4.6 Atmospheric Temperature and Humidity Measurements of Vaisala Radiosonde RS41

Wednesday, 11 June 2014: 11:45 AM
Salon A-B (Denver Marriott Westminster)
Petteri Survo, Vaisala Oyj, Helsinki, Finland; and E. Hiltunen, H. Jauhiainen, J. Lentonen, J. Leppänen, T. Salo, and M. Turunen
Manuscript (3.9 MB)

Handout (1.3 MB)

For meteorological and climatological observation needs, temperature and humidity are the key parameters received from an atmospheric sounding. Requirements for sounding data quality are high, and especially climate research has called for measurement performance that has not been fully met by operational radiosondes. Vaisala Radiosonde RS41 temperature and humidity measurements involve several new features, which upgrade sounding data quality, and thus, narrow the recognized performance gaps.

In RS41, both temperature and humidity sensors are designed and manufactured in-house, enabling optimization of sensor chip, sensor boom, and measurement electronics designs. This has resulted in features such as temperature measurement relying on highly linear and stable platinum resistor technology, and humidity measurement with negligible sensitivity to variations in prevailing solar radiation exposure. In addition to optimized sensing technologies, comprehensive sensor characterization (sensor models), and appropriate sensor calibration are also essential factors in producing trustworthy data. Reference instruments used for sensor modeling, as well as for individual calibration of RS41 units, are all traceable to international standards (SI units). Ground preparation of RS41 supports the goal of improved data quality, of which the new, desiccant-free zero humidity check is an illustrative example. In a sounding, the RS41 measurements are subjected to well-reasoned corrections: Time-lag and solar radiation corrections are applied for temperature, and time-lag correction is applied for humidity measurement. To verify the corrections, RS41 sounding results have been compared to reference instruments, such as a multi-sensor instrument for temperature, and a cryogenic frost-point hygrometer (CFH) for humidity.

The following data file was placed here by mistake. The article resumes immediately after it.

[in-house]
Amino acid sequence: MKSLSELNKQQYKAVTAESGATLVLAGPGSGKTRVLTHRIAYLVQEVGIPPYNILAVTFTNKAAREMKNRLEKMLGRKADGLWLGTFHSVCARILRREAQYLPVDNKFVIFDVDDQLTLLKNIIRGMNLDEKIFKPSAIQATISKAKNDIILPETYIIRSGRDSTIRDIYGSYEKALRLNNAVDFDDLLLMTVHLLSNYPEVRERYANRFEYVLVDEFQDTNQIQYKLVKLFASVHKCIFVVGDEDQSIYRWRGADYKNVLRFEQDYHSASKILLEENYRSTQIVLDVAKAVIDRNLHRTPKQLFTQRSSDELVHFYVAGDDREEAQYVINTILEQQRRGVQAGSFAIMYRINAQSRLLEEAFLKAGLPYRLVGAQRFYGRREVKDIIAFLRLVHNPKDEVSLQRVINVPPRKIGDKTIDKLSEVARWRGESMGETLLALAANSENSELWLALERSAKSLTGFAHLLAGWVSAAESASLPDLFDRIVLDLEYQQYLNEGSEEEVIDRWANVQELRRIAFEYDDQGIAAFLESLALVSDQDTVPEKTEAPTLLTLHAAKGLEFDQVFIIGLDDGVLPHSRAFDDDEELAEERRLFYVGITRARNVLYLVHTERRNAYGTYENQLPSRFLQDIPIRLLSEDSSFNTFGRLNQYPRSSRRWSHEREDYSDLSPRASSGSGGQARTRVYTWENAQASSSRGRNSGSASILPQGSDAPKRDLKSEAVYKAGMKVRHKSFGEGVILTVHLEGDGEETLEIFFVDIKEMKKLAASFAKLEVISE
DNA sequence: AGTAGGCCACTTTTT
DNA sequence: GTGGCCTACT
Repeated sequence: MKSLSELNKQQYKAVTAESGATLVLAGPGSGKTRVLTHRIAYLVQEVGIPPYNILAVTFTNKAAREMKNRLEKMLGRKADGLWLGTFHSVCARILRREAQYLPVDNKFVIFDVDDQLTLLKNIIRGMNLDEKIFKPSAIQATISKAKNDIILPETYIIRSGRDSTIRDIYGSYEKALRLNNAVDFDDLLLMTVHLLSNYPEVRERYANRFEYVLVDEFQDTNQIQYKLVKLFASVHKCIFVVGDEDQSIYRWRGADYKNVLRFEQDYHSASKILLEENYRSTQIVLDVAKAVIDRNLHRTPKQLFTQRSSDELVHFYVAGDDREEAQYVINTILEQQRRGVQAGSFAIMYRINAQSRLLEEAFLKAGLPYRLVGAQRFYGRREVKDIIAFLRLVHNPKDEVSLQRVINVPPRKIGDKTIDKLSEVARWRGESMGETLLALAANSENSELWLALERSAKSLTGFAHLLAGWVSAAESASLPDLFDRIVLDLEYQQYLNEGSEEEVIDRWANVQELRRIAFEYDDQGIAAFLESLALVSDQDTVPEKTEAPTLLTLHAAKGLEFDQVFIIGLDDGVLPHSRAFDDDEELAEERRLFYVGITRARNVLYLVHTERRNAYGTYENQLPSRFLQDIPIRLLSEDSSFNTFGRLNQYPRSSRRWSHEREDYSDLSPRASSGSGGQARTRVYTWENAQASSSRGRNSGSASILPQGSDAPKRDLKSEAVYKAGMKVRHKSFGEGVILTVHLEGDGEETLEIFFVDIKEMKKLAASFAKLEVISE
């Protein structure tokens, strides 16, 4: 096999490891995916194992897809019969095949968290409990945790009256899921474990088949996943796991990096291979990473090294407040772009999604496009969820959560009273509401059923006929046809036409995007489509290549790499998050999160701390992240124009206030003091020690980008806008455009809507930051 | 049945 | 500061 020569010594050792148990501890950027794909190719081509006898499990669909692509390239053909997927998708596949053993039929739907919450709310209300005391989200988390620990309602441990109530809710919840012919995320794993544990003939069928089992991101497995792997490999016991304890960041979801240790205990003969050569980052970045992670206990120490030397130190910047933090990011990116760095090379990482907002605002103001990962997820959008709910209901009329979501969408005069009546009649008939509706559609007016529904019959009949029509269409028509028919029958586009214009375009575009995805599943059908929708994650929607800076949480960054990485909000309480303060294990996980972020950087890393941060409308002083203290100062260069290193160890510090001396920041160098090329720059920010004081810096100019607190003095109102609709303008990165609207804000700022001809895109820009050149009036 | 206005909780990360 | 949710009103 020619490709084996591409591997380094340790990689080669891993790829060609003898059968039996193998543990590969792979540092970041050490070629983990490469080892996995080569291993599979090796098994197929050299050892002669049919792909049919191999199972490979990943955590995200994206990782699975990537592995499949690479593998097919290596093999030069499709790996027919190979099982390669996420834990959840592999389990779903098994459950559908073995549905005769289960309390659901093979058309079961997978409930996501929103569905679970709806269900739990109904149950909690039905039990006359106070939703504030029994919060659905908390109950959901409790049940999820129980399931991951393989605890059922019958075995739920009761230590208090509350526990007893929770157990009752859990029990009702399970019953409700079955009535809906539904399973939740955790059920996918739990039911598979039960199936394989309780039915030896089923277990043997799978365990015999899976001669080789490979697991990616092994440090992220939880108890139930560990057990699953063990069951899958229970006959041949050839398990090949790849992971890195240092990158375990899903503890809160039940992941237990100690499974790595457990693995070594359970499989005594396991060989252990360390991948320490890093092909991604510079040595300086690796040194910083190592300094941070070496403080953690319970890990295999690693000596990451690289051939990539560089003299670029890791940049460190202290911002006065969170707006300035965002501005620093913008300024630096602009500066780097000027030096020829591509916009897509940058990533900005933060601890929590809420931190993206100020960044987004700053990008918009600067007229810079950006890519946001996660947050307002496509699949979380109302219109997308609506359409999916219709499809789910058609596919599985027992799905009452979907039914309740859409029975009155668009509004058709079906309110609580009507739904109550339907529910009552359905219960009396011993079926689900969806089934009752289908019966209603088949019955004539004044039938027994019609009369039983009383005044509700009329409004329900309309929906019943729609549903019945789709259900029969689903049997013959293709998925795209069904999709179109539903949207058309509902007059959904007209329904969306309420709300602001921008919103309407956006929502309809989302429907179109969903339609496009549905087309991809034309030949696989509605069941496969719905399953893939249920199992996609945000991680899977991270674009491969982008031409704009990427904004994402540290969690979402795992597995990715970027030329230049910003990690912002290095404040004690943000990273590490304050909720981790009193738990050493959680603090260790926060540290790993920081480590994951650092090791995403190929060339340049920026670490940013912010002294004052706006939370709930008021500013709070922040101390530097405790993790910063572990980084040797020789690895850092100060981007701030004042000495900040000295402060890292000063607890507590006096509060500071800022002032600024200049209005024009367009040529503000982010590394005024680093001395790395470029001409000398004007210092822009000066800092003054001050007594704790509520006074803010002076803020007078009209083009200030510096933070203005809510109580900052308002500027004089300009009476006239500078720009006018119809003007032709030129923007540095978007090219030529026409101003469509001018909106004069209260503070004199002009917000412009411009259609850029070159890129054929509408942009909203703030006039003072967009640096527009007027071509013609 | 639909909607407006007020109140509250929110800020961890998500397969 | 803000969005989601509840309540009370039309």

The results of hundreds of test soundings and the comprehensive uncertainty analysis conducted for RS41 demonstrate that the new temperature and humidity measurements result in upgraded repeatability and measurement accuracy, benefiting all user groups of upper air data.

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